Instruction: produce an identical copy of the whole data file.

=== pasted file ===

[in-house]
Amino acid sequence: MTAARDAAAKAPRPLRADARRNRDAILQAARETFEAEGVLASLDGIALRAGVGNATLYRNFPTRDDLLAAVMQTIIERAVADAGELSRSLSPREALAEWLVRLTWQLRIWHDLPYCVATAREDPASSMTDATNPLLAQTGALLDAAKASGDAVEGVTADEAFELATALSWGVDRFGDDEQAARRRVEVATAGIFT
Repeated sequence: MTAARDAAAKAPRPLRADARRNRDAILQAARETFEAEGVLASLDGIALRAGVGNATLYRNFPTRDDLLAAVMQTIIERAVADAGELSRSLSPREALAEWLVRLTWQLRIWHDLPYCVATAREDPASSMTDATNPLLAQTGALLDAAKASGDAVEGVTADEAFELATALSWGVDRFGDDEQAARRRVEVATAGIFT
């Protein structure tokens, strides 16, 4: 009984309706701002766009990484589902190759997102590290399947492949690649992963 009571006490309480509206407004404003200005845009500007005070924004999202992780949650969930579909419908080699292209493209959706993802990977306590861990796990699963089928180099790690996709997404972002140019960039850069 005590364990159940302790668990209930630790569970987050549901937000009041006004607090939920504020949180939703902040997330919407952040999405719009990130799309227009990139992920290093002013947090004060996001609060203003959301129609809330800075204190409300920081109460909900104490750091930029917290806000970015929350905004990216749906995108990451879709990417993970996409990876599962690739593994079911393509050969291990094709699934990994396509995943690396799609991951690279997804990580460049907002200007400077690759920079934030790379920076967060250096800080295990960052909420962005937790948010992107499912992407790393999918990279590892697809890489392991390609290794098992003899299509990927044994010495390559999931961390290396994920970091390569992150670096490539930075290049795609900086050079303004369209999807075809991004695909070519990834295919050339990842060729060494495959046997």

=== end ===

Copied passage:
[in-house]
Amino acid sequence: MTAARDAAAKAPRPLRADARRNRDAILQAARETFEAEGVLASLDGIALRAGVGNATLYRNFPTRDDLLAAVMQTIIERAVADAGELSRSLSPREALAEWLVRLTWQLRIWHDLPYCVATAREDPASSMTDATNPLLAQTGALLDAAKASGDAVEGVTADEAFELATALSWGVDRFGDDEQAARRRVEVATAGIFT
Repeated sequence: MTAARDAAAKAPRPLRADARRNRDAILQAARETFEAEGVLASLDGIALRAGVGNATLYRNFPTRDDLLAAVMQTIIERAVADAGELSRSLSPREALAEWLVRLTWQLRIWHDLPYCVATAREDPASSMTDATNPLLAQTGALLDAAKASGDAVEGVTADEAFELATALSWGVDRFGDDEQAARRRVEVATAGIFT
């Protein structure tokens, strides 16, 4: 009984309706701002766009990484589902190759997102590290399947492949690649992963 009571006490309480509206407004404003200005845009500007005070924004999202992780949650969930579909419908080699292209493209959706993802990977306590861990796990699963089928180099790690996709997404972002140019960039850069 005590364990159940302790668990209930630790569970987050549901937000009041006004607090939920504020949180939703902040997330919407952040999405719009990130799309227009990139992920290093002013947090004060996001609060203003959301129609809330800075204190409300920081109460909900104490750091930029917290806000970015929350905004990216749906995108990451879709990417993970996409990876599962690739593994079911393509050969291990094709699934990994396509995943690396799609991951690279997804990580460049907002200007400077690759920079934030790379920076967060250096800080295990960052909420962005937790948010992107499912992407790393999918990279590892697809890489392991390609290794098992003899299509990927044994010495390559999931961390290396994920970091390569992150670096490539930075290049795609900086050079303004369209999807075809991004695909070519990834295919050339990842060729060494495959046997």